(2) The Minister may require a person making an application for the inclusion of a plant variety in a provisional list, or in a section of the Index, to submit a name for that plant variety.

(3) If it appears to the Minister that no name in use or submitted to him is suitable, he may refuse to include the plant variety in the Index until a name has been submitted which is, in his opinion, suitable.

4. The Minister may require persons making applications which involve the question whether two or more plant varieties are distinct, to supply information and material for carrying out examinations, trials and tests.

5.—(1) The Minister, after consultation with representatives of such interests as appear to him to be concerned, may make regulations—

(a) governing the form and manner in which applications may be made under this Schedule;

(b) prescribing the period within which a person making application under this Schedule is to supply material or information in support of his representations;

(c) prescribing the quantity and kind of material to be so supplied,

(d) prescribing the manner in which applications are to be made in respect of any matter connected with the alteration of the Index, and for the information to be afforded and the material to be submitted, in connexion with any such application.

(2) Regulations under this paragraph may prescribe the fees to be charged for carrying out examinations, tests and trials and for making searches in the Index.

SECOND SCHEDULE

(s. 16)

CROSS-POLLINATION INJURING PROTECTED CROPS

1.

An application under section 16 seeking the issue of a notice under that section shall be in writing.

2.

Before deciding whether to issue a notice in accordance with the application, the Minister shall serve a notice on the occupier of the land concerned giving him particulars of the application and informing him of his right to make representations.

3.

The Minister shall, if so requested within such time as may be specified in the notice under paragraph 2, afford to the applicant and to the occupier of the land an opportunity of appearing before and making representations to a person appointed by the Minister for the purpose.

4.

In deciding whether to issue a notice in accordance with the application, and in deciding the terms thereof, the Minister shall have regard—

(a) to the need to maintain, in the interests of the public, the purity of the seed of the protected crop;

(b) to the degree to which the injurious cross-pollination will or may diminish to the value of the protected crop or disturb arrangements made for the purpose of maintaining the purity of the seeds thereof;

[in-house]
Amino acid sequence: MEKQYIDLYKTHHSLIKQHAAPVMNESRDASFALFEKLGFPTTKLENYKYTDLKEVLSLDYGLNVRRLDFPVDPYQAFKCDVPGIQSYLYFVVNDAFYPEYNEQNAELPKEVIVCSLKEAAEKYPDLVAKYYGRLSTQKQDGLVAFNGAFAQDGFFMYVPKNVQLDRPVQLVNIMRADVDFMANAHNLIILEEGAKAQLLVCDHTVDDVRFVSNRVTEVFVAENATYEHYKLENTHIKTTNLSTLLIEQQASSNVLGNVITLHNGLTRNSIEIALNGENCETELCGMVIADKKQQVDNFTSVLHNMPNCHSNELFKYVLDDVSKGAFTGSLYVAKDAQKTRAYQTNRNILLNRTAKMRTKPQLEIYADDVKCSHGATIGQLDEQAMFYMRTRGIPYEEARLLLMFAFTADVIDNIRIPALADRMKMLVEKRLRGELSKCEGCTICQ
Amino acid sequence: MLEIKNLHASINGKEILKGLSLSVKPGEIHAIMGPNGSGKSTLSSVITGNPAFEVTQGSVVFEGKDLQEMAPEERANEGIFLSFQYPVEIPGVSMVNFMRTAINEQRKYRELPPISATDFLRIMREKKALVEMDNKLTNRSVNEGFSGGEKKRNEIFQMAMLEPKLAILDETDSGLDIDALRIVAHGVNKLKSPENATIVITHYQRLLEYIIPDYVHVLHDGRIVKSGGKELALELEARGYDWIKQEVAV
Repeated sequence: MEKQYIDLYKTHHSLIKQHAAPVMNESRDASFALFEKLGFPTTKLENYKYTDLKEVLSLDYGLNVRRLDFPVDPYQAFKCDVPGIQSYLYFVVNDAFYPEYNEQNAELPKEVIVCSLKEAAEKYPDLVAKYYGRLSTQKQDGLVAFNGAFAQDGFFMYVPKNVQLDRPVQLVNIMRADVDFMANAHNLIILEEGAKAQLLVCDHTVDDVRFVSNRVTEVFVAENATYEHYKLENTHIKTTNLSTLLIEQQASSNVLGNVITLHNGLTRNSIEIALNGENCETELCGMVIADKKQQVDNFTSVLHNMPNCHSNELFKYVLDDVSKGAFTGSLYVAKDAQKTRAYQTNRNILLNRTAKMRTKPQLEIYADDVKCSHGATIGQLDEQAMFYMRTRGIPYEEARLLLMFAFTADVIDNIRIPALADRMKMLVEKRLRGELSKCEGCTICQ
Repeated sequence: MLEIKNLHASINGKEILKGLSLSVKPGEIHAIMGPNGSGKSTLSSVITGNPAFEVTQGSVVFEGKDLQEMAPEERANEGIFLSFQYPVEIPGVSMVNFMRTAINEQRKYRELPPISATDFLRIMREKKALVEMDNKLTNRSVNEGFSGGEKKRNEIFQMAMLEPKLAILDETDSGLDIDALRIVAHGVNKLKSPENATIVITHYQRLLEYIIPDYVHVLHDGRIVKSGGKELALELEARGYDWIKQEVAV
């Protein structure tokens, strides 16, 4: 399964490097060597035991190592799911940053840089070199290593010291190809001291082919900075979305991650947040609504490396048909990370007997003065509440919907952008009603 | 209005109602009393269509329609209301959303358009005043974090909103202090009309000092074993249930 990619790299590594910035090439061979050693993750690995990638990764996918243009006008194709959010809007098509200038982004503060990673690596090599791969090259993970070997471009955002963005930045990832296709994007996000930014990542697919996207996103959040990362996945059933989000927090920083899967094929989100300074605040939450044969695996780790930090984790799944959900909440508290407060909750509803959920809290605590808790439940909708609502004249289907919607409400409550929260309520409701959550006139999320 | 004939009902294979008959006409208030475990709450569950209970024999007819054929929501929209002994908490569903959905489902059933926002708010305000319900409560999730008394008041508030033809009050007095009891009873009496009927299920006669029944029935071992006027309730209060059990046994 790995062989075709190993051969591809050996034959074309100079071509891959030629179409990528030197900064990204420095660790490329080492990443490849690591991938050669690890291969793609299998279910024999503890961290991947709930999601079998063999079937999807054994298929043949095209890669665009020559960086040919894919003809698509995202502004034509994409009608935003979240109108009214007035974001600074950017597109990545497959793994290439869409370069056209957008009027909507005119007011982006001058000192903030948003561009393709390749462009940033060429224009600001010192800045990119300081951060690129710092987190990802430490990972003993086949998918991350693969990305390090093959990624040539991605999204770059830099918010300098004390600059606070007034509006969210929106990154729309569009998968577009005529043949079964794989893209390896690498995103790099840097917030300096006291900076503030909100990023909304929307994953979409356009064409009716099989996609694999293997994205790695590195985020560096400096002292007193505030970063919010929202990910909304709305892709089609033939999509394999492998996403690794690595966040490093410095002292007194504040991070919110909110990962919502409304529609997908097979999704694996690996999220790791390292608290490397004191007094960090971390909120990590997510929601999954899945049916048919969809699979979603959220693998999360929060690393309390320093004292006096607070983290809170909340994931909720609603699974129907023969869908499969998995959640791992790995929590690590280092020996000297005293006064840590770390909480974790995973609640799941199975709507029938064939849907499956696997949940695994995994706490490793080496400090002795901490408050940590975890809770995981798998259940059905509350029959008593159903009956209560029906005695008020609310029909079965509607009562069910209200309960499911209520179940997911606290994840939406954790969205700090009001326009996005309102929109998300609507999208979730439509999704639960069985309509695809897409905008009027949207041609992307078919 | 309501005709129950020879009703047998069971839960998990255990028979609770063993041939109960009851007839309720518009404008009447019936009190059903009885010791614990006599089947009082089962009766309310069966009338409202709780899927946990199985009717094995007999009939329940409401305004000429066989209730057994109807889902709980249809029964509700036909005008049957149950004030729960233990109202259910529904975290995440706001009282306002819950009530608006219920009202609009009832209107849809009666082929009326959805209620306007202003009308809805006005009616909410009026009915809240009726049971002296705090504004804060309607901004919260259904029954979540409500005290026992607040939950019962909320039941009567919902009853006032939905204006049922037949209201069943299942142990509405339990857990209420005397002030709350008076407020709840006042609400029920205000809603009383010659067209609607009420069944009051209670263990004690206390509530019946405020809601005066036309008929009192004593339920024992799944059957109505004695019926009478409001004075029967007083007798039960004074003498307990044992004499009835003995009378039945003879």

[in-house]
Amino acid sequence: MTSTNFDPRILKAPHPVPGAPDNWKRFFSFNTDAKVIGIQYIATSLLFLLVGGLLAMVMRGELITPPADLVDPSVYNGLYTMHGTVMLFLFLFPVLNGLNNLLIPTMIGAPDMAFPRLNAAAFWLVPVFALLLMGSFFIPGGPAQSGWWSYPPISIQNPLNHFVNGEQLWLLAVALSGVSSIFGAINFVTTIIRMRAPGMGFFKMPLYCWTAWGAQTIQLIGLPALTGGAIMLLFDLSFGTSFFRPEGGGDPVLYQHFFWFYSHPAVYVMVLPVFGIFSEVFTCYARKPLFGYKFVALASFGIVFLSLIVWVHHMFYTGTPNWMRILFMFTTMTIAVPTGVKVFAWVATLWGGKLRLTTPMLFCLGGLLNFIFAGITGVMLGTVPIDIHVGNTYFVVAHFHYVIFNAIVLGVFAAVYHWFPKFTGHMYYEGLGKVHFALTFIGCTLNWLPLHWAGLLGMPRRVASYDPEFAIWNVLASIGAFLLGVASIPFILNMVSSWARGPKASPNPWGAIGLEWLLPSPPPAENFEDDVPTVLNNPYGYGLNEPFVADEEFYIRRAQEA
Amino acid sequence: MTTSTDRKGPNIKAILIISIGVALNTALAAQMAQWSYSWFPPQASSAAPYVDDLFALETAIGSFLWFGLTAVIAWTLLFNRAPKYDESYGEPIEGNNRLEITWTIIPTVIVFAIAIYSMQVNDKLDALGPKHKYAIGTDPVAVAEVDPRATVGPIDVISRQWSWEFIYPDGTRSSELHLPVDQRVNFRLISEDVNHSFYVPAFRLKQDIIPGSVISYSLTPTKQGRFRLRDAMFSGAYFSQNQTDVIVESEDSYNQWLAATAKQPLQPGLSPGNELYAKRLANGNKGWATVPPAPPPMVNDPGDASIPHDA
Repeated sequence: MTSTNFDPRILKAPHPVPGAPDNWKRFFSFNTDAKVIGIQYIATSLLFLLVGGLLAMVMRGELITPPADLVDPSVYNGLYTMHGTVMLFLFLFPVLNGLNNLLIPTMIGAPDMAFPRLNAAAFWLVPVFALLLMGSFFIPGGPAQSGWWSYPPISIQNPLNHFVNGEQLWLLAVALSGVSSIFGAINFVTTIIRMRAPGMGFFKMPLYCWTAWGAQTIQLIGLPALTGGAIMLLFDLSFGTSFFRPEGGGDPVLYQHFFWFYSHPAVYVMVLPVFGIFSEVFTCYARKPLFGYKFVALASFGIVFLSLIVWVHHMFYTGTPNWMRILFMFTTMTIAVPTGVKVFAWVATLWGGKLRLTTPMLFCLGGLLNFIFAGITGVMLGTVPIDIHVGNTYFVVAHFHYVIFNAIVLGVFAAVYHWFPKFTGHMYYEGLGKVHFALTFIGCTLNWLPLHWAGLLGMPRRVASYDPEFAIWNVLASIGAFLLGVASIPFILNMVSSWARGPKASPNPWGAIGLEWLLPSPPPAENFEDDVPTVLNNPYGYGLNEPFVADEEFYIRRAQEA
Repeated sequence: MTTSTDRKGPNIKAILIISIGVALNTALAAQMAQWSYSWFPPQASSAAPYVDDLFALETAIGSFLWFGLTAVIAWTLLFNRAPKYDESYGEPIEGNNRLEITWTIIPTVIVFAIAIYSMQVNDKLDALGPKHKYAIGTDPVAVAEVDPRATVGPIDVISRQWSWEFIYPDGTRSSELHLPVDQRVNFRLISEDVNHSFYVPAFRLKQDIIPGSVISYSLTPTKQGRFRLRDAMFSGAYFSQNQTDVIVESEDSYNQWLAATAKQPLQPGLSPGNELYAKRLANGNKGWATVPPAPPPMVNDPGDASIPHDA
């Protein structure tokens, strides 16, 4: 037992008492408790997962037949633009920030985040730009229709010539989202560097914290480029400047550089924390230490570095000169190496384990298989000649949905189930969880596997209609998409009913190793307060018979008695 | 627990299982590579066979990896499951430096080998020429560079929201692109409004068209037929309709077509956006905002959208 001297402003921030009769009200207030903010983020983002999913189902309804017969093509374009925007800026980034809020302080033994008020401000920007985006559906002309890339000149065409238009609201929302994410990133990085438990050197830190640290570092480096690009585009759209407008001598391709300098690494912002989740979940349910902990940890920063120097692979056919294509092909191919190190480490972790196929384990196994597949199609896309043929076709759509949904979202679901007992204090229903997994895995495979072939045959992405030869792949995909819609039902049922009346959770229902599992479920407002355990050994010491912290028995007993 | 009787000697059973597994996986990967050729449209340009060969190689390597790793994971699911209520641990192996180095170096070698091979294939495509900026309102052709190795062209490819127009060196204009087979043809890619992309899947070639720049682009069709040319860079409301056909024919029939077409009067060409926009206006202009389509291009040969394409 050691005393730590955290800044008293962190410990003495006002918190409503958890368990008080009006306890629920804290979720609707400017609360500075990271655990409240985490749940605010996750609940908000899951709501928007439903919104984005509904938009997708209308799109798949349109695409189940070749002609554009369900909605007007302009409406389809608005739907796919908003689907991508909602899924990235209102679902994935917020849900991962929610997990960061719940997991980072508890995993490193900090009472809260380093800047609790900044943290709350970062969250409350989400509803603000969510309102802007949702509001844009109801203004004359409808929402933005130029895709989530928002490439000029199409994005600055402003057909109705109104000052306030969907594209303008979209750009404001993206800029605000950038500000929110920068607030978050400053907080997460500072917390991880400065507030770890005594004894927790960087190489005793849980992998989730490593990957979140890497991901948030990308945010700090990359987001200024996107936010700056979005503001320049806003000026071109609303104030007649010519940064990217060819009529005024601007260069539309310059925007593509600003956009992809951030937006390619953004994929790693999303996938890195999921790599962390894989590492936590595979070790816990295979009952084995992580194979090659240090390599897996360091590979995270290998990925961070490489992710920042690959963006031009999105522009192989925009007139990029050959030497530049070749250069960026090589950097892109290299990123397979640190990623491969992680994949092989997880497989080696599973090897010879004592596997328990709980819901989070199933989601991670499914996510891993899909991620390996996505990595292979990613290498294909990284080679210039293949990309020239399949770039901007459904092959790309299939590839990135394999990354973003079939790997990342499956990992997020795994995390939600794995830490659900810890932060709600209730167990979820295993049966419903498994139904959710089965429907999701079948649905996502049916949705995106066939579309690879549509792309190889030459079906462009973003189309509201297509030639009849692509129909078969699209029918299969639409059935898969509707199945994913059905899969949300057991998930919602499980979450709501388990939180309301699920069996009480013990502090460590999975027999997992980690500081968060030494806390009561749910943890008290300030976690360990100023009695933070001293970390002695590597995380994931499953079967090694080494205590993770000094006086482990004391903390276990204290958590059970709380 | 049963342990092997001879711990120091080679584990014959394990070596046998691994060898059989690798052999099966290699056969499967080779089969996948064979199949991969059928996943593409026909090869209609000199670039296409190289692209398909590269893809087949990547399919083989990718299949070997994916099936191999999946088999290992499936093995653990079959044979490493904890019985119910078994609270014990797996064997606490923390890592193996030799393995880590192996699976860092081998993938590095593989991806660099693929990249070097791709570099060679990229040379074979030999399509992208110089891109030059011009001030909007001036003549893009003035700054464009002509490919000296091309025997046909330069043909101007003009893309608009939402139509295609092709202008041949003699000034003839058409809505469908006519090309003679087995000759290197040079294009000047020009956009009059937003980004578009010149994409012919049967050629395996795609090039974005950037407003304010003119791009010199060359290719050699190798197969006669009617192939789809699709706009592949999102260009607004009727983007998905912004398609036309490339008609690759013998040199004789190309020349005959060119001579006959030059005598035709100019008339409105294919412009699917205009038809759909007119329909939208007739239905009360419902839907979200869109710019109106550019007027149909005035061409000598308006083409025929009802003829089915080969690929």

(c) to the value, if any, of the controlled crops or plants and the inconvenience or disturbance involved in complying with a notice.

THIRD SCHEDULE

(s. 17)

PROTECTION OF APPLICANT FOR RIGHTS WHILE APPLICATION IS PENDING

1.—(1) An applicant for the grant of plant breeder’s rights shall, in his application, state whether he is also applying for a direction by the authorized officer under this Schedule in respect of the plant variety to which the application relates.

(2) An applicant applying for a protective direction shall include in the application an undertaking to the effect that, subject to the exceptions in subparagraph (3) in the period between the making of the application and the time when the question whether the application is to be allowed or refused is finally determined (or, if the undertaking is discharged under this Schedule at an earlier time, until that time) no plants of the plant variety, and no material forming part of, or derived from plants of that variety, will be offered or exposed for sale or sold in Kenya by the applicant or with his consent.

(3) An undertaking under this paragraph shall not prevent the applicant from making an offer for sale or sale which in the period before the application would be permitted by subparagraphs (3), (4) or (5) of paragraph 2 of Part II of the Fourth Schedule, or the exposure for sale of material where an offer for sale of that material would be so permitted.

(4) If the authorized officer is satisfied that the applicant has duly given the undertaking, and that he has furnished that officer with all such information, facilities and material as that officer may require for the purposes of the application for the grant of plant breeder’s rights, the officer may, if he thinks fit, give a protective direction.

(5) The authorized officer shall not give a protective direction if there is any evidence before him which tends to show that the applicant, or the person whose successor in title the applicant claims to be, is not the person who bred or discovered the plant variety to which the application relates.

2.—(1) While a protective direction is in force, anything which, if the plant breeder’s rights to which the application in question relates had been granted, would have constituted an infringement of those rights, or would under subsection (5) of section 21 have been actionable in proceedings by the holder of those rights, may be the subject of proceedings under this paragraph.